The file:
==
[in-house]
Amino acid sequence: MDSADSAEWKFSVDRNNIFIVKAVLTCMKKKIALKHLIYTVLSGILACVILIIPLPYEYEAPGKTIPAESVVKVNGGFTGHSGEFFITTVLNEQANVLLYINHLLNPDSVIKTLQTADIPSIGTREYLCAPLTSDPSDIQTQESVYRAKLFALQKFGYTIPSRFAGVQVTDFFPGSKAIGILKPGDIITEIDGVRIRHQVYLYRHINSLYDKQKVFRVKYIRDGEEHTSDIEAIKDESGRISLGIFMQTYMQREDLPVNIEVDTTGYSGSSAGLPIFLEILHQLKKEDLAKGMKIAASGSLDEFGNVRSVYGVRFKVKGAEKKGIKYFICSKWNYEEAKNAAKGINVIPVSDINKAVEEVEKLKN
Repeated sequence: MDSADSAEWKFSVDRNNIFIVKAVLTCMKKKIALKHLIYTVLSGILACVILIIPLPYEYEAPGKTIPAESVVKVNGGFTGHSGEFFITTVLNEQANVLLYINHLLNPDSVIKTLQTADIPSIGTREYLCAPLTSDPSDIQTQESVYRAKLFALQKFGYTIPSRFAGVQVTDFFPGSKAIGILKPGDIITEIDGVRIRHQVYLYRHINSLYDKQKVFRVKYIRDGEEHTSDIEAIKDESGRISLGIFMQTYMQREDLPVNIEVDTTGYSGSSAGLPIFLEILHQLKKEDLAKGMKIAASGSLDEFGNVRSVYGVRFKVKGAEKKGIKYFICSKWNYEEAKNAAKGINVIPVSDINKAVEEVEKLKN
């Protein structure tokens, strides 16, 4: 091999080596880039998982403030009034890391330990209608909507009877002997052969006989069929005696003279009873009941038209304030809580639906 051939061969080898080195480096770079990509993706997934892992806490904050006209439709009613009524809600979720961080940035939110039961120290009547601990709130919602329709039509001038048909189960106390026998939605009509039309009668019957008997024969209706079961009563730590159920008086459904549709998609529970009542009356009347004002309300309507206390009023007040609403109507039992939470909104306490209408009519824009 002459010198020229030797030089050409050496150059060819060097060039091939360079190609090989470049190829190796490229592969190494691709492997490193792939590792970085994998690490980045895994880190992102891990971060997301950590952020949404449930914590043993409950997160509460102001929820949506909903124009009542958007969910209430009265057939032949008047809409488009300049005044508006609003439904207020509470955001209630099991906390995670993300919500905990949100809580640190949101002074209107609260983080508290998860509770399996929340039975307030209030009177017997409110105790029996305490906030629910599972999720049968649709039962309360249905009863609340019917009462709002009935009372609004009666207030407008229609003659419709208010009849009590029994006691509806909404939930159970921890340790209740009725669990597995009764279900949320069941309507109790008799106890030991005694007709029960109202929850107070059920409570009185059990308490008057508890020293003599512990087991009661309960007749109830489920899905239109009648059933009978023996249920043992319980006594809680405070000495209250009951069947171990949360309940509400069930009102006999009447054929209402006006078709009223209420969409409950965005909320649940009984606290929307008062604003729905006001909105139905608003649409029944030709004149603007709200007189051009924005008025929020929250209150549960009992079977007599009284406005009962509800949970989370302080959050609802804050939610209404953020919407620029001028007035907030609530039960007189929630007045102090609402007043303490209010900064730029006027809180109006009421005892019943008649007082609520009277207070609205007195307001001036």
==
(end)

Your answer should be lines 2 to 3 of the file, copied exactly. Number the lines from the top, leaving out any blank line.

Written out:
Amino acid sequence: MDSADSAEWKFSVDRNNIFIVKAVLTCMKKKIALKHLIYTVLSGILACVILIIPLPYEYEAPGKTIPAESVVKVNGGFTGHSGEFFITTVLNEQANVLLYINHLLNPDSVIKTLQTADIPSIGTREYLCAPLTSDPSDIQTQESVYRAKLFALQKFGYTIPSRFAGVQVTDFFPGSKAIGILKPGDIITEIDGVRIRHQVYLYRHINSLYDKQKVFRVKYIRDGEEHTSDIEAIKDESGRISLGIFMQTYMQREDLPVNIEVDTTGYSGSSAGLPIFLEILHQLKKEDLAKGMKIAASGSLDEFGNVRSVYGVRFKVKGAEKKGIKYFICSKWNYEEAKNAAKGINVIPVSDINKAVEEVEKLKN
Repeated sequence: MDSADSAEWKFSVDRNNIFIVKAVLTCMKKKIALKHLIYTVLSGILACVILIIPLPYEYEAPGKTIPAESVVKVNGGFTGHSGEFFITTVLNEQANVLLYINHLLNPDSVIKTLQTADIPSIGTREYLCAPLTSDPSDIQTQESVYRAKLFALQKFGYTIPSRFAGVQVTDFFPGSKAIGILKPGDIITEIDGVRIRHQVYLYRHINSLYDKQKVFRVKYIRDGEEHTSDIEAIKDESGRISLGIFMQTYMQREDLPVNIEVDTTGYSGSSAGLPIFLEILHQLKKEDLAKGMKIAASGSLDEFGNVRSVYGVRFKVKGAEKKGIKYFICSKWNYEEAKNAAKGINVIPVSDINKAVEEVEKLKN